Wednesday, January 14, 2015

Fireworks, yum cha and vodka by Sheila Claydon

I'm living in Sydney, Australia for a few months. The deal is a winter in the sun in exchange for caring for my nine month old baby granddaughter on the days when both her parents are working. 

So what is it like living in a small city apartment instead of a sprawling house in a village on the northwest coast of England? Well on a daily basis it's not so different. There are still chores to be done and meals to be prepared. True the garden has shrunk to a few pots and a raised bed on the balcony, but there is still greenery, and the wind that whistles up from the harbour is every bit as blustery as the wind back home. The view is very different though. Instead of trees and fields I have a bird's eye view of the city skyline. I also have the added benefit of a pool and a spa and, of course,  the endless warmth that is Australia. No jackets needed, nor shoes really except to be polite. Instead, suncream, dark glasses, a hat and bottled water are de rigueur when leaving the apartment.

The other differences are more interesting though. My daughter-in-law is Chinese and my son has a Russian boss. This means that as well as Australians and Tasmanians they have many friends in the immigrant community, so over Christmas and the New Year I met American lawyers and chemical engineers, a Chinese tea importer and a Russian who owns several diamond mines, Chinese, South American and English bankers, a Phillipino nurse, accountants and financial analysts from China, property investors from Japan, China and Tasmania, an Australian clothes importer, a retired Australian TV producer,  IT specialists from India, the UK and Japan, and other immigrants from Singapore, France, Vietnam and Spain as well as a whole lot of children with the blood of two nations in their genes. It was an eclectic and fascinating mix and everyone of them without exception was friendly, outgoing and full of confidence. Inevitably this rainbow nation has given me a whole lot of ideas for future books, so many in fact that it's unlikely I'll ever be able to use them all.

More importantly, I've learned a lot about the traditions of other cultures. Although it's obviously a generalisation, I've discovered that many Asian parents co-sleep with their children in the early years. The mothers also follow their toddlers from room to room with a bowl of food or a drink in order to spoon a morsel into their mouths whenever they can. Despite having a well paid and successful career some of the brightest women succumb to their ancestral traditions, another of which includes being confined to bed for a month after giving birth while their mother takes care of the baby. Fortunately, from my perspective, my highly educated daughter-in-law refused to comply when her own daughter was born and my granddaughter is fast becoming a robust Australian who sits happily in her high chair, eats everything offered and  sleeps 7 - 7, alone, in her own bed. 

I've learned that manners vary enormously too and so do eating habits. On the whole the Chinese eschew anything sweet, never drink wine with rice, eat enormous amounts of vegetables and are very health conscious, whereas Europeans, Australians and Americans prefer BBQs with large quantities of meat and fish, rarely refuse the fries, and are happy to drink wine or beer with everything.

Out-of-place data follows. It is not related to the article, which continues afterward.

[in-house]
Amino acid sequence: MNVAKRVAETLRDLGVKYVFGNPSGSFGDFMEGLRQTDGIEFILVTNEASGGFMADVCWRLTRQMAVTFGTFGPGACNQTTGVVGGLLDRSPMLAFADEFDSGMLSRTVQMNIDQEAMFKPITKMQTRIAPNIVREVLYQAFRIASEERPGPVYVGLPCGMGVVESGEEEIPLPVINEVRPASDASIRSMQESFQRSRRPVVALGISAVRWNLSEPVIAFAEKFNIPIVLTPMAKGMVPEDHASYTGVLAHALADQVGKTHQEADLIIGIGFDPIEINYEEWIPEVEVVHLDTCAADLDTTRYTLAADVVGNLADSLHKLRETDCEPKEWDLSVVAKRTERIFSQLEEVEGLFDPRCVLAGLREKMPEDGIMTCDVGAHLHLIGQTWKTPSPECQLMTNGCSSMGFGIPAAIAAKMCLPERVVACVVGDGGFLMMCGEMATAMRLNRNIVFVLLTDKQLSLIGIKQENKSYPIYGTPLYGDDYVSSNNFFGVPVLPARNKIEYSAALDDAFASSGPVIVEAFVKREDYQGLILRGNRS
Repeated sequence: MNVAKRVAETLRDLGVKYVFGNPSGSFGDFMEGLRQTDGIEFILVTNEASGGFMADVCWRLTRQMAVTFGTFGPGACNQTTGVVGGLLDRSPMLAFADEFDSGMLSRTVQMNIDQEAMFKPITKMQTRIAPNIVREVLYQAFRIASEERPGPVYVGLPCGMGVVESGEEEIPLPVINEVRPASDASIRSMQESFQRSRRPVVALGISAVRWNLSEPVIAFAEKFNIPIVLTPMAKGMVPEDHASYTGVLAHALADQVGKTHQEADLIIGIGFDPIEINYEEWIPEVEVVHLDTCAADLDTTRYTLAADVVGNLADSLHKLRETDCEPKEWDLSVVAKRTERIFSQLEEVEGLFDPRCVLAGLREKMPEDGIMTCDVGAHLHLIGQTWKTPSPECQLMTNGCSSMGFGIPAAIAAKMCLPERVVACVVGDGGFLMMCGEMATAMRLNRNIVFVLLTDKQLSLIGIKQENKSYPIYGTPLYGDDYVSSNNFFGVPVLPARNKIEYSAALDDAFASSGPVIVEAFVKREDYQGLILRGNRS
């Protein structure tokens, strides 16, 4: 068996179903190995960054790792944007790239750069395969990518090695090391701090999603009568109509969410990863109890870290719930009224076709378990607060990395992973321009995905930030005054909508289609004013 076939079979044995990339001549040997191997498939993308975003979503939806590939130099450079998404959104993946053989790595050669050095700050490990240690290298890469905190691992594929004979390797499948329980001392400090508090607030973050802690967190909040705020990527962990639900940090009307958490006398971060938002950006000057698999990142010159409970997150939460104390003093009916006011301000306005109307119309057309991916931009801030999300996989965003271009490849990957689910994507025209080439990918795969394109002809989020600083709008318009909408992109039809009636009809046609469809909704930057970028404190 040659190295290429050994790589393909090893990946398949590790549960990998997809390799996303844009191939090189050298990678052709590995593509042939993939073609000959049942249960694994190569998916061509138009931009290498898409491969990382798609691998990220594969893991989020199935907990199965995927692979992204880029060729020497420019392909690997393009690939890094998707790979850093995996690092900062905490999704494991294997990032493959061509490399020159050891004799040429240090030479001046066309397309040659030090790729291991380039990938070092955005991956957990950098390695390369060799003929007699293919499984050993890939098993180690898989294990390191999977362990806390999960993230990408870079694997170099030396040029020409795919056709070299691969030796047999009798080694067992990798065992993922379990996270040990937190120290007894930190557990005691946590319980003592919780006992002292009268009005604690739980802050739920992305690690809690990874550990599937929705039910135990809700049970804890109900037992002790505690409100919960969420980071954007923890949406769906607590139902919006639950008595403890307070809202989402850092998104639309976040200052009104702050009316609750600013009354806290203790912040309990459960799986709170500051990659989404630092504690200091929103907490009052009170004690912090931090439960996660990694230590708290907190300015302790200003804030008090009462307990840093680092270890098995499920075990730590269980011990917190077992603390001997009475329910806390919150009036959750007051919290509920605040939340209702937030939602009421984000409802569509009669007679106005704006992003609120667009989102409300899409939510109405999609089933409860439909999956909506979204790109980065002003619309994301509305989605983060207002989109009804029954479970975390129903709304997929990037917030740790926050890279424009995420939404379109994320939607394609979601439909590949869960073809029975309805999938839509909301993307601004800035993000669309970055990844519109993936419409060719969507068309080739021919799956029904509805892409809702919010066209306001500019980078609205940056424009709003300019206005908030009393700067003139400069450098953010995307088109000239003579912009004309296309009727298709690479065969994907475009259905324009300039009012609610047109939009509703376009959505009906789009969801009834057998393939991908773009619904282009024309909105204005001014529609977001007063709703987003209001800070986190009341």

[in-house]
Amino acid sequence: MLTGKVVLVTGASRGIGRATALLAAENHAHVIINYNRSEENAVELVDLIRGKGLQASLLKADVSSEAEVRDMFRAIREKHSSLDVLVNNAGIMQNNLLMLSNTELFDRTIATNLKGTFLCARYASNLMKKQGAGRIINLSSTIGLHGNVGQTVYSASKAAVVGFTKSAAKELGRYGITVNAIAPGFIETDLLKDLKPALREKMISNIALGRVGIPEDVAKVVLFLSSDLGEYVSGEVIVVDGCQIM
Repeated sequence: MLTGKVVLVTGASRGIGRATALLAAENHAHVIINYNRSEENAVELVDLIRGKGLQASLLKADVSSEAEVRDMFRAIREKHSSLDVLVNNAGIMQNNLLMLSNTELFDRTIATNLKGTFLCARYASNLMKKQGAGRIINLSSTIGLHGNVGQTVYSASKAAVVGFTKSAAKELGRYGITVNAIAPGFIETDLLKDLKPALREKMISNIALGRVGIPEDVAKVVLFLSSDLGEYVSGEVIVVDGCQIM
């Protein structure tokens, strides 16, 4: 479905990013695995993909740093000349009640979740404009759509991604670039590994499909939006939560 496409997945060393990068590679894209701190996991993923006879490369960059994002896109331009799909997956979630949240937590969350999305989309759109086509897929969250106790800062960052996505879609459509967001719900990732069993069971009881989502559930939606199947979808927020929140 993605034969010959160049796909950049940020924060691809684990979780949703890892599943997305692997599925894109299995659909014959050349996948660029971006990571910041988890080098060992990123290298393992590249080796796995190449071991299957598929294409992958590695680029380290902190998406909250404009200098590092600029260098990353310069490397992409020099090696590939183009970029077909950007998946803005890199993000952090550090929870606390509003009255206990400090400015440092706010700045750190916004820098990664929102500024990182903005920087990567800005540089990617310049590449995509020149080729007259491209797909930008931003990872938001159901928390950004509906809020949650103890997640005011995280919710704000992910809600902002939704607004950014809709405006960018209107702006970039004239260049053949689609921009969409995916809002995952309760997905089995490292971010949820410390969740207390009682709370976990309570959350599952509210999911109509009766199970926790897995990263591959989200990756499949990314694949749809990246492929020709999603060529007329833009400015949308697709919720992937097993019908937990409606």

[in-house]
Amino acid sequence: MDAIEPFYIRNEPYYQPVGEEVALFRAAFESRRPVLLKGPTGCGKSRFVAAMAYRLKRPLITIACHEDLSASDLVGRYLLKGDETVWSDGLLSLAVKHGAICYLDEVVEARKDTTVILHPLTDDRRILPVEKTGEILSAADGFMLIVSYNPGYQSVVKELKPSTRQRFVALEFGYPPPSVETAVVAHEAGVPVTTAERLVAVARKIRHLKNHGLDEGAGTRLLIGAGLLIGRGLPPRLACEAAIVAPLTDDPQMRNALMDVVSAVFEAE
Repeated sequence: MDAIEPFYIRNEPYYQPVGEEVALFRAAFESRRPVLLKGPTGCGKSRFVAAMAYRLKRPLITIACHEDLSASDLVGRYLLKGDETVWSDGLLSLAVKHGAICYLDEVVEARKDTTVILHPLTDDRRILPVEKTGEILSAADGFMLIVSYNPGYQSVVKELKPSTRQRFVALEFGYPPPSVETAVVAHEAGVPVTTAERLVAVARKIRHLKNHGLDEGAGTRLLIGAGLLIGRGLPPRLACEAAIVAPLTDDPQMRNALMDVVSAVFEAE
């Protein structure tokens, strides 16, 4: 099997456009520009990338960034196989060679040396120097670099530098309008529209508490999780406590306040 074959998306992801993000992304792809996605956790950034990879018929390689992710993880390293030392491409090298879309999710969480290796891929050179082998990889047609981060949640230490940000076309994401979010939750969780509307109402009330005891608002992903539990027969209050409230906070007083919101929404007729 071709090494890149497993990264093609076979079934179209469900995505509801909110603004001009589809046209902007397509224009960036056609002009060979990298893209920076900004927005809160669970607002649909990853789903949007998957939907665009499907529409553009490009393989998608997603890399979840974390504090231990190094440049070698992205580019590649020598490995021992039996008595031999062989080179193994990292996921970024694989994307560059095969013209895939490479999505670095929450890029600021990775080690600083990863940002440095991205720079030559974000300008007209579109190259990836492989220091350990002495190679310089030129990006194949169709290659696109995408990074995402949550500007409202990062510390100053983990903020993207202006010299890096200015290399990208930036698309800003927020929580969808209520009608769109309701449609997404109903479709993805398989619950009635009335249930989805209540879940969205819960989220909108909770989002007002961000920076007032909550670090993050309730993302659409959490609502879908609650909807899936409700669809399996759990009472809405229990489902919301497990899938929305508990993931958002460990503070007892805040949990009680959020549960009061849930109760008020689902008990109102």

Dress is very casual too. Shorts, t-shirts and thongs are the order of the day whether it's a BBQ, a shopping trip, or a day at the beach, and every Friday is 'Dress Down Friday' at work. The only exception is a party and even then it's mostly the women who turn on the glamour. And how the people of Sydney party. Celebrations started at the beginning of December and carried on until well after the New Year. Now they are enjoying a short hiatus before Australia Day and then it will be the Chinese New Year. 

The thing I've noticed more than anything though, is how young the population is. Everywhere I go there are young people enjoying themselves and pregnant women and babies of all nationalities, shapes and sizes. In the city as well as at the tourist spots there are fathers pushing strollers, tiny babies in carriers, toddlers tripping over their own feet, and older children, brown as berries, dancing along in thongs and shorts. Of course with all this youth comes technology and on the train the other day my husband and I were amused to discover we were the only people actually conversing. Everyone else in the very crowded carriage was plugged into a device be it an iPod, a cell phone or an electronic reader. 

Best of of all, however, was my meeting with an Anglo Indian from London who is married to an American lawyer and lives in New York. She was visiting her brother and his Chinese wife for the festive season - the ethic mix in Australia is truly mind blowing. Discovering that I am a writer  she not only downloaded Mending Jodie's Heartthe first book of my When Paths Meet trilogy, while she was talking to me, she also told me she was taking it to her book club as soon as she returned to the States. She did, however, check with me first that the heroine was feisty and independent. If not then the book was an absolute no no! As if I would ever write anything else.....

And lastly and most intriguingly I met Lady Sippington but you'll have to wait until next month's post to discover her story.

Many of my books can be found on the Books We Love website at